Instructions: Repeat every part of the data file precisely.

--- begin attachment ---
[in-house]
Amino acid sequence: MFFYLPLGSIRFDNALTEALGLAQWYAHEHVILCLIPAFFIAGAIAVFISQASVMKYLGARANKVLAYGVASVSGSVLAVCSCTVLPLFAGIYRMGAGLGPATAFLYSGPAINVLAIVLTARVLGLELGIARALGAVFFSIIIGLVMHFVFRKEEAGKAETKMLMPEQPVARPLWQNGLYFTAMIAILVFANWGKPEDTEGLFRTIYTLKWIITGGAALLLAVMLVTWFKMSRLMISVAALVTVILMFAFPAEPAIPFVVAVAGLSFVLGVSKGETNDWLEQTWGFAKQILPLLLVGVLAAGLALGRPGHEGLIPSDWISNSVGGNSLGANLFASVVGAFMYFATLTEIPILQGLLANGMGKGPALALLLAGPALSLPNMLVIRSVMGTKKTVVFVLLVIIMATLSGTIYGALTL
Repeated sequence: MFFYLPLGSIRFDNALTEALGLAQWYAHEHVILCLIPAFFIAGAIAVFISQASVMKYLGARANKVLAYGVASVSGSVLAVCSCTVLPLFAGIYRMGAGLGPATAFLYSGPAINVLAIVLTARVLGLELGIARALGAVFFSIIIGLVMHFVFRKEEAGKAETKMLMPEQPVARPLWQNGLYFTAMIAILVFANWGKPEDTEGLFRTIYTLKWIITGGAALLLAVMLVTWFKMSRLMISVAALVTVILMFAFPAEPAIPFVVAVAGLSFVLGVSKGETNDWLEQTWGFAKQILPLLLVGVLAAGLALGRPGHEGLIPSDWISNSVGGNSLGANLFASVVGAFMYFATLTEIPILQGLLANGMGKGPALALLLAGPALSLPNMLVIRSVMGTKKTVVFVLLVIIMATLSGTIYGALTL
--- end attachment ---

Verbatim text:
[in-house]
Amino acid sequence: MFFYLPLGSIRFDNALTEALGLAQWYAHEHVILCLIPAFFIAGAIAVFISQASVMKYLGARANKVLAYGVASVSGSVLAVCSCTVLPLFAGIYRMGAGLGPATAFLYSGPAINVLAIVLTARVLGLELGIARALGAVFFSIIIGLVMHFVFRKEEAGKAETKMLMPEQPVARPLWQNGLYFTAMIAILVFANWGKPEDTEGLFRTIYTLKWIITGGAALLLAVMLVTWFKMSRLMISVAALVTVILMFAFPAEPAIPFVVAVAGLSFVLGVSKGETNDWLEQTWGFAKQILPLLLVGVLAAGLALGRPGHEGLIPSDWISNSVGGNSLGANLFASVVGAFMYFATLTEIPILQGLLANGMGKGPALALLLAGPALSLPNMLVIRSVMGTKKTVVFVLLVIIMATLSGTIYGALTL
Repeated sequence: MFFYLPLGSIRFDNALTEALGLAQWYAHEHVILCLIPAFFIAGAIAVFISQASVMKYLGARANKVLAYGVASVSGSVLAVCSCTVLPLFAGIYRMGAGLGPATAFLYSGPAINVLAIVLTARVLGLELGIARALGAVFFSIIIGLVMHFVFRKEEAGKAETKMLMPEQPVARPLWQNGLYFTAMIAILVFANWGKPEDTEGLFRTIYTLKWIITGGAALLLAVMLVTWFKMSRLMISVAALVTVILMFAFPAEPAIPFVVAVAGLSFVLGVSKGETNDWLEQTWGFAKQILPLLLVGVLAAGLALGRPGHEGLIPSDWISNSVGGNSLGANLFASVVGAFMYFATLTEIPILQGLLANGMGKGPALALLLAGPALSLPNMLVIRSVMGTKKTVVFVLLVIIMATLSGTIYGALTL